It was the perfect way to start the sixth day of the Stonecoast MFA winter residency. Today, which also marked the second half of the 10-day retreat, we started our poetry workshop with Jeanne Marie Beaumont.

Prior to Jeanne’s workshop, I took the Writing On Race and Difference mixed-genre course that Deb Marquart and Alexs Pate led. The first half of the residency, poet and activist Martin Espada was the guest poet. I really enjoyed his craft talk I’ve Known Rivers: Speaking of the Unspoken Places in Poetry.

“Some places are forgotten through negligence,” Espada said. “Others are forgotten deliberately.” And sometimes those places aren’t mentioned because the unspeakable happened. During his talk, Espada used the poems of Nazim Hikmet (Turkish poet, playwright, novelist and memoirist) and Etheridge Knight (an African-American poet) as examples of writers giving voice to those who dwelled in such places.

For both Hikmet and Knight, who spent time behind bars, prison was an unspeakable place until they enabled the voices of other prisoners through their poems. In that case, Espada said, “Poetry humanizes, giving the prisoner a face and body.” Espada’s visit culminated with the poet reading to a full house later that evening.

(PHOTO: Helen Peppe) Martin Espada during the guest reading.

There were faculty readings just about every night this week. I read and got to hear students in poetry, creative nonfiction and popular fiction flex their literary muscles on the open mic. There was even a Romance: Happy Hour, sponsored by the popular fiction students who write romance stories.

Amidst all this, I managed to find time to talk with Indigo Moor. We both write in multiple genres (I write poetry and creative nonfiction, while Indigo–who published two poetry collections, Taproot and Through the Stonecutter’s Window–has written creative nonfiction, a stage play, a screenplay, and is working on a novel).

I told him I have a hard time switching back smoothly from creative nonfiction to poetry, without writing prosaic stanzas. When he said that’s what his Thursday talk would be about, I knew I’d be there.

During Indigo’s presentation, I couldn’t help but notice some similarities between his and the one Cait Johnson led five days earlier. Both Cait and Indigo talked about writing across genres. But, while Cait’s specifically focused on poetry and creative nonfiction, Indigo’s included popular fiction, stage scripts and screenplays.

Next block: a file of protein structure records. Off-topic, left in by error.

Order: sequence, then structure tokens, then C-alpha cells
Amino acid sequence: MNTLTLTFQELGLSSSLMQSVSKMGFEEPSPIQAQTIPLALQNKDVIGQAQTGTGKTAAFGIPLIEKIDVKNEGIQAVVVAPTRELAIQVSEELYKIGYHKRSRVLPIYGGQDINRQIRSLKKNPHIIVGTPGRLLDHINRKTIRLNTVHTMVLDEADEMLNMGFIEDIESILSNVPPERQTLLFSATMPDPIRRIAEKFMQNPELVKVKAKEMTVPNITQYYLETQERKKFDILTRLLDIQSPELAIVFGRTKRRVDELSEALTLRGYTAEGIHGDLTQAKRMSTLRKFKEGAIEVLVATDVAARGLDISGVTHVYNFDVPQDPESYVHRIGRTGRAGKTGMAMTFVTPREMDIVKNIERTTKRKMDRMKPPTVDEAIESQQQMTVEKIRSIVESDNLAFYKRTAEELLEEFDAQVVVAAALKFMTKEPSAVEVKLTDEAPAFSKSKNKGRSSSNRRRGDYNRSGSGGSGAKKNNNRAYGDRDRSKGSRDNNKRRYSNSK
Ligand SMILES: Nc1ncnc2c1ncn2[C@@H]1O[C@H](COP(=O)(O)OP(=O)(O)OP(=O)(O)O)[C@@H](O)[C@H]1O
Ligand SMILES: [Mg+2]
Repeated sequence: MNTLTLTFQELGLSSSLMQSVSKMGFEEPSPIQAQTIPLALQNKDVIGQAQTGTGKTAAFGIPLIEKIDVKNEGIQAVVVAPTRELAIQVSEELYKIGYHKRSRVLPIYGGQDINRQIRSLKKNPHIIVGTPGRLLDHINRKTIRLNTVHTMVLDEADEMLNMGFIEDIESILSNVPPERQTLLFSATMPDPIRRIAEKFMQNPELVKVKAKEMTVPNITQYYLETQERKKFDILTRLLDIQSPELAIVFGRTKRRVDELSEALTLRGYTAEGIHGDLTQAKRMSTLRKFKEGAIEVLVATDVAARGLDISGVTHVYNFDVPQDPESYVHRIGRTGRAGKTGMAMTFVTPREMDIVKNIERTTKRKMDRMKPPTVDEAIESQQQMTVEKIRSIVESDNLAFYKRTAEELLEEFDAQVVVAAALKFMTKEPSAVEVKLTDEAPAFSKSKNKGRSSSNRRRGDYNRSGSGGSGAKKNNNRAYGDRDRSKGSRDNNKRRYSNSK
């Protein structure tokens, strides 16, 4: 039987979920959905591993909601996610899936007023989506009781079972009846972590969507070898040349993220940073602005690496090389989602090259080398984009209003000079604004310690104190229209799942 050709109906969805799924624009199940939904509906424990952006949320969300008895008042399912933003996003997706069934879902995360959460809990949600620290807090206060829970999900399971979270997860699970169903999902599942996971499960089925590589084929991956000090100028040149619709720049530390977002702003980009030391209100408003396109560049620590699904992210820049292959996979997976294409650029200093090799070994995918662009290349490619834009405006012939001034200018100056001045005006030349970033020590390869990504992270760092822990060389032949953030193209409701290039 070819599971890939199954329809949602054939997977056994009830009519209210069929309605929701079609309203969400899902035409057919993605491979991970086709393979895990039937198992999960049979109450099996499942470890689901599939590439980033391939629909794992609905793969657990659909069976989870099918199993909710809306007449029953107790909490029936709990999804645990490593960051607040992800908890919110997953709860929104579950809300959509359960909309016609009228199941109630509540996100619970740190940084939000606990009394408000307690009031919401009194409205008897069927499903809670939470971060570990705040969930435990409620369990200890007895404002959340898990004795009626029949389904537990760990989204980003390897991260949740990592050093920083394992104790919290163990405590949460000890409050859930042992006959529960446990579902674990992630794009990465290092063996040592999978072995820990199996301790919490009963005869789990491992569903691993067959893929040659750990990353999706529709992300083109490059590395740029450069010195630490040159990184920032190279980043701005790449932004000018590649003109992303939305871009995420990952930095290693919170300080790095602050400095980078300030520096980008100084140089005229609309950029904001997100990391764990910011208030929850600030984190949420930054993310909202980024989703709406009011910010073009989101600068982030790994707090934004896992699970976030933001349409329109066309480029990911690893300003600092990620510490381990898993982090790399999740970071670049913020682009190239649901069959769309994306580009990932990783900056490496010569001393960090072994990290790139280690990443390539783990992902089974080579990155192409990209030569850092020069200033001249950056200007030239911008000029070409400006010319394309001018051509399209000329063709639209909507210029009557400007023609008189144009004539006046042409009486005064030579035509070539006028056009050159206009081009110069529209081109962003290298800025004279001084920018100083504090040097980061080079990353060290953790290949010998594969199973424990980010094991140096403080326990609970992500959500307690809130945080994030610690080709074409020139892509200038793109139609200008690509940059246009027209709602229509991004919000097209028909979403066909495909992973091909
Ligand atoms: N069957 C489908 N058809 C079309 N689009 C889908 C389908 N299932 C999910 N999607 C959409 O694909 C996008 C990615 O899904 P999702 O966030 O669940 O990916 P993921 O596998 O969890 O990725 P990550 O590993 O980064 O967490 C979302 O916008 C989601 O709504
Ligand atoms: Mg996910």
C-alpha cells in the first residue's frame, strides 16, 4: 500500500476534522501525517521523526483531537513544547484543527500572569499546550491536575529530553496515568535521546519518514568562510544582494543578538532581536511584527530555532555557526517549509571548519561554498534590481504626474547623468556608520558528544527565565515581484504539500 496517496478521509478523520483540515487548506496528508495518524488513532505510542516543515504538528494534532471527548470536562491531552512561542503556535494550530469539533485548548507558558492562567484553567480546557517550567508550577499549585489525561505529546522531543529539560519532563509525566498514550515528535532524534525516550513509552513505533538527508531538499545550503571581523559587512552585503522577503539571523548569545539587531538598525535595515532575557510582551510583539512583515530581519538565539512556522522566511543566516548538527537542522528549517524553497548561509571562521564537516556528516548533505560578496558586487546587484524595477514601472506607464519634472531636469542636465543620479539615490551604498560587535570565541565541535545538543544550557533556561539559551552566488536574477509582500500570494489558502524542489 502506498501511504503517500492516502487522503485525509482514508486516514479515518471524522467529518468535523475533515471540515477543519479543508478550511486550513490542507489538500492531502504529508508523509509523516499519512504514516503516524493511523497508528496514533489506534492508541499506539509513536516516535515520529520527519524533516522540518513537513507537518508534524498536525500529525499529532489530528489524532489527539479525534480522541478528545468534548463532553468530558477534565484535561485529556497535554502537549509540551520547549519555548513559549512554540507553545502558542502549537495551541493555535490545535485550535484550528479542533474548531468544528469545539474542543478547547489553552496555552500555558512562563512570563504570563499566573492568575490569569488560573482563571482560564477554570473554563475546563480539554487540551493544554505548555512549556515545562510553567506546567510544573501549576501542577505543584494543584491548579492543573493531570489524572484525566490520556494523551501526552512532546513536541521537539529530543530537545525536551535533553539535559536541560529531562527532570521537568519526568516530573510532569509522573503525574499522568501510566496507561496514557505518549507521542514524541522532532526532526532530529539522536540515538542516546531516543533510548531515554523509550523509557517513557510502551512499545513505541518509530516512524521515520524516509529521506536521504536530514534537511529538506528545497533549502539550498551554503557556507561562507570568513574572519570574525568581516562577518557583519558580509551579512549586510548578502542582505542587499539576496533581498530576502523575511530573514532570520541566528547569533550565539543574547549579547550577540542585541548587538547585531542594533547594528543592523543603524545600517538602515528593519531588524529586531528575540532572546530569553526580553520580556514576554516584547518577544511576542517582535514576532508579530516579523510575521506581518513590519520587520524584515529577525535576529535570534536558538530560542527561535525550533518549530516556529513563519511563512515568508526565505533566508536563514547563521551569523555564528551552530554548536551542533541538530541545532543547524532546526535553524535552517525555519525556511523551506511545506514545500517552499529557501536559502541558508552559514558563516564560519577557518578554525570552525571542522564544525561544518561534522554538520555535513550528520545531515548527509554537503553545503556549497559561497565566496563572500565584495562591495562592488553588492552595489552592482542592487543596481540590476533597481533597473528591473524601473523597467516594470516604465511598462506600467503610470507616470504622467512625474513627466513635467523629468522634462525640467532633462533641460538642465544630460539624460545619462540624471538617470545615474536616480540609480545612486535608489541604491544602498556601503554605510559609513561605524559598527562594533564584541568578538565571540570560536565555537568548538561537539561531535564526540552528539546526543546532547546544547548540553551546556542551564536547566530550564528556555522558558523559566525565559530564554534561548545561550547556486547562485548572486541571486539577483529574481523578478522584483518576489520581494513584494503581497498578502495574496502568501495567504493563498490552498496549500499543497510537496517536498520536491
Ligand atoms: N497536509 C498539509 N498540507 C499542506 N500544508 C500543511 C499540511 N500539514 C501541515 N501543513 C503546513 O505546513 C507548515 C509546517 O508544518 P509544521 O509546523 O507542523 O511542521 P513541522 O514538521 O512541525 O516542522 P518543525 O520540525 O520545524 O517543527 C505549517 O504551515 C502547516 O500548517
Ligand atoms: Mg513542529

(PHOTO: Helen Peppe)

And I’ll admit that the thought of writing in those genres can seem as daunting as going up against the beast of many heads. This literary hydra, according to Indigo, is not unlike the Lernean Hydra that Hercules killed.

But, unlike the Greek god, our role as writers is to tame the hydra—not kill it. And taming the hydra entails knowing the pros and cons of writing in multiple genres. Among the cons were the time, energy and practice invested into the efforts.

“If you think about how much energy you put into the genre you write in, you have to put more energy into the next genre because you’re carrying baggage from the previous one,” Indigo said, adding that the effort is worth it. If an idea doesn’t work in one genre, a multiple genre writer has other avenues to express that idea.

Taming the hydra also included both prose writers and poets entering other genres with an understanding of the rules. Prose writers experimenting with poetry have to start by distilling their sentences down to its essence, while balancing the lines that carry imagery with those that carry statement.

In poetry, Indigo noted, sentence structure takes a back seat to musicality. He advised the poets to do the opposite, which involves them knowing the art of the simple sentence. In prose, the sense of music takes a backseat to the story line. “It’s so easy to look at fiction and say, ‘It’s not as hard as poetry,’” Indigo said. “That’s not true. You have to learn how to write in an expansive form.”


Posted by on January 12, 2012 in Article


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The Residency and Passionate Bedfellows

(PHOTO: Stock)

Cait Johnson raised some eyebrows and made a roomful of writers blush when she talked about orgasms. According to Cait, a Stonecoast faculty, the best orgasms happen when two people are vulnerable and intimate with each other.

To hear her tell it, that same intensity’s achieved when writers engage in other genres. Cait’s wise words resonated with both students and colleagues during her presentation Passionate Bedfellows: What Poets and CNF [Creative Nonfiction] Writers Offer Each Other.

For starters, poetry offers the magic of words.

“Writers are magicians,” Cait said. “Words are magic.” And part of that magic are the imagery and rhythms that affect people physiologically. “Writing poetry itself is a healing,” the multi-genre instructor added. “I believe we are a culture suffering from disconnection.”

What makes creative nonfiction significant is its knack for smoothly incorporating research information into prose. “That’s what’s going to help your poetry,” Cait said, “if you can ground it in something real and something juicy.”

Cait’s presentation fell on the second day of the Stonecoast MFA winter residency, where I’m starting my third semester. The previous semester, I had a wonderful time working with Joy Harjo as my mentor. During our time together, I produced new poems, including the imitations that accompanied my annotations.